Type of Game: Scoring Game
All the games in this section are called scoring games because scoring is done during play and at the end of each hand.
In these several games, a player is awarded points every time he makes a play that results in the open ends of the tiles in the line of play adding up to a multiple of 5: Muggins, All Fives, Five-Up, Sniff, Seven-Toed Pete, and Merry-Go-Round.
In the game of All Threes, points are awarded to a player when he makes a play that results in the open ends of the tiles in the line of play adding up to a multiple of 3; and, in the game of Threes and Fives, points are awarded for multiples of 3 and multiples of 5.
In the game of Bergen, points are scored by a player after he makes a play resulting in both open ends of the tiles in the line of play being alike.
All the games in this section, with the exception of Bergen, are very similar. And, just like most of the domino games in this book, sometimes the identical game rules go by two or more different names depending on what country or what part of a country you are in. Sometimes games that go by the same name aren't played with the same rules. Then there are also many, many different variations of certain games that go by a slightly different, but very similar, name.
Here are some examples of what I found in my research.
Five different domino game instruction books state that what makes the game of All Fives unique from all other games in the "five-point family" of games is that when hands are drawn at the beginning of the game, only five tiles per player are drawn regardless of the number of players. Yet, in another book written by a group of authors most consider to be experts, players of the game of All Fives are instructed to draw 7 tiles each if there are 2 playing and 5 tiles each if there are 3 or 4 players.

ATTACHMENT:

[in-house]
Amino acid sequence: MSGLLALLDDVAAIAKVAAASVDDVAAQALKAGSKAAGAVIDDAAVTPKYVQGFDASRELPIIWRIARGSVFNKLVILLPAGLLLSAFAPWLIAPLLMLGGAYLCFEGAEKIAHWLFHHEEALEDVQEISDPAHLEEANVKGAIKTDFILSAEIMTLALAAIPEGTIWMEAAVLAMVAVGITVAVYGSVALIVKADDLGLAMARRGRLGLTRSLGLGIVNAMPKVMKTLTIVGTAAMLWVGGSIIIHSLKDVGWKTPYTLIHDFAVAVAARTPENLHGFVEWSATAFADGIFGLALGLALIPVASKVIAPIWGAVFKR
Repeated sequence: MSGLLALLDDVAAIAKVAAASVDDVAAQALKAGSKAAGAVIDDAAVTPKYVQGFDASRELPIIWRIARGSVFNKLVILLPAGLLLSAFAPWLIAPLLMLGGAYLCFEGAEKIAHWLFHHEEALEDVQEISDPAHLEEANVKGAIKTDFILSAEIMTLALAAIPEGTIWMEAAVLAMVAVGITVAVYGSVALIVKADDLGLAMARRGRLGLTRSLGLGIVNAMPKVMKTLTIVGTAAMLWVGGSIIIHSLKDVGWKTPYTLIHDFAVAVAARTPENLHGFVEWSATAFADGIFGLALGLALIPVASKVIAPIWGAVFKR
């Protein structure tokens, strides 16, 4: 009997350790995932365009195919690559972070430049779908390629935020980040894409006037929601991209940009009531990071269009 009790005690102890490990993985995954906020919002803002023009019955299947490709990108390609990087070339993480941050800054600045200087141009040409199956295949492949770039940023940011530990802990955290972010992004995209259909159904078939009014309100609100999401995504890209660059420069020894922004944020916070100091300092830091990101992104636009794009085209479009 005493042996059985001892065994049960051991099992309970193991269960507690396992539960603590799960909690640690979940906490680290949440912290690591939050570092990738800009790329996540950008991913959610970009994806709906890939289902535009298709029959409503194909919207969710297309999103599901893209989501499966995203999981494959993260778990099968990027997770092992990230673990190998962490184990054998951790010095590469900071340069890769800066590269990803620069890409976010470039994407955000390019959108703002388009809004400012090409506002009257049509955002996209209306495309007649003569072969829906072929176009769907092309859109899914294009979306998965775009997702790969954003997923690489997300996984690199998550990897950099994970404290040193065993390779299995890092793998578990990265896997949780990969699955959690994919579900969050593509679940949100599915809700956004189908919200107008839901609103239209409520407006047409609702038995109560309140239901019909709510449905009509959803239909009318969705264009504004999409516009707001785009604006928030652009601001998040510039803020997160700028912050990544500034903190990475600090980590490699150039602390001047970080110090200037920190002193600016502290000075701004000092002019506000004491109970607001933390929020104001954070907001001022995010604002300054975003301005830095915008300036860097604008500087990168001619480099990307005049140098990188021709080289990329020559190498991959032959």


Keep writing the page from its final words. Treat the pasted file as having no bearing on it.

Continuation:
The very thing that is said to make the game of Five-Up unique from all other games in the "five-point family" of games is that every double played is a spinner. Yet I found rules to the game in one place that make no mention at all that every double played is a spinner.
I could give many more such examples for this book, I have attempted to list variations of rules. When I found rules that contradict each other, as in the examples above, I went with the most-often-noted rules.
Unless otherwise indicated, the games here use the following rules:
One set of double-6 dominoes (28 pieces) is used.
Shuffle the dominoes, facedown, at the beginning of each hand.
Object of the game: To gain the highest score possible by making points while playing the game and by being the first player to domino.